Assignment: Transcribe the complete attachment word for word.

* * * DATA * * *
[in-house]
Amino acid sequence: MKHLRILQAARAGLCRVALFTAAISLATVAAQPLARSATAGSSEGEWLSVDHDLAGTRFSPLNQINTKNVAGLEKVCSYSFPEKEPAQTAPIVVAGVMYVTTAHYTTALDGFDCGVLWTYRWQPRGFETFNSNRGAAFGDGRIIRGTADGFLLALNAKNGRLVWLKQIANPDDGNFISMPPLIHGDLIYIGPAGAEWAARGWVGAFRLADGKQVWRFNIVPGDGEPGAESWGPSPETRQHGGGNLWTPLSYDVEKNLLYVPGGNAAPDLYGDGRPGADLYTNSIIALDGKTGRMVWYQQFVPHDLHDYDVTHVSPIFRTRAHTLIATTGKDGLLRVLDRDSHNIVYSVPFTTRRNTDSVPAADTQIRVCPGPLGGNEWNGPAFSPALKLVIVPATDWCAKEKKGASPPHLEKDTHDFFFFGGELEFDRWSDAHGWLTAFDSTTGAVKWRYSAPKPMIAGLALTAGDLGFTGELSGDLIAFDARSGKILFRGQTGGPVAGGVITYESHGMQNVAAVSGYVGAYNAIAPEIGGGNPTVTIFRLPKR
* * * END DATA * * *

[in-house]
Amino acid sequence: MKHLRILQAARAGLCRVALFTAAISLATVAAQPLARSATAGSSEGEWLSVDHDLAGTRFSPLNQINTKNVAGLEKVCSYSFPEKEPAQTAPIVVAGVMYVTTAHYTTALDGFDCGVLWTYRWQPRGFETFNSNRGAAFGDGRIIRGTADGFLLALNAKNGRLVWLKQIANPDDGNFISMPPLIHGDLIYIGPAGAEWAARGWVGAFRLADGKQVWRFNIVPGDGEPGAESWGPSPETRQHGGGNLWTPLSYDVEKNLLYVPGGNAAPDLYGDGRPGADLYTNSIIALDGKTGRMVWYQQFVPHDLHDYDVTHVSPIFRTRAHTLIATTGKDGLLRVLDRDSHNIVYSVPFTTRRNTDSVPAADTQIRVCPGPLGGNEWNGPAFSPALKLVIVPATDWCAKEKKGASPPHLEKDTHDFFFFGGELEFDRWSDAHGWLTAFDSTTGAVKWRYSAPKPMIAGLALTAGDLGFTGELSGDLIAFDARSGKILFRGQTGGPVAGGVITYESHGMQNVAAVSGYVGAYNAIAPEIGGGNPTVTIFRLPKR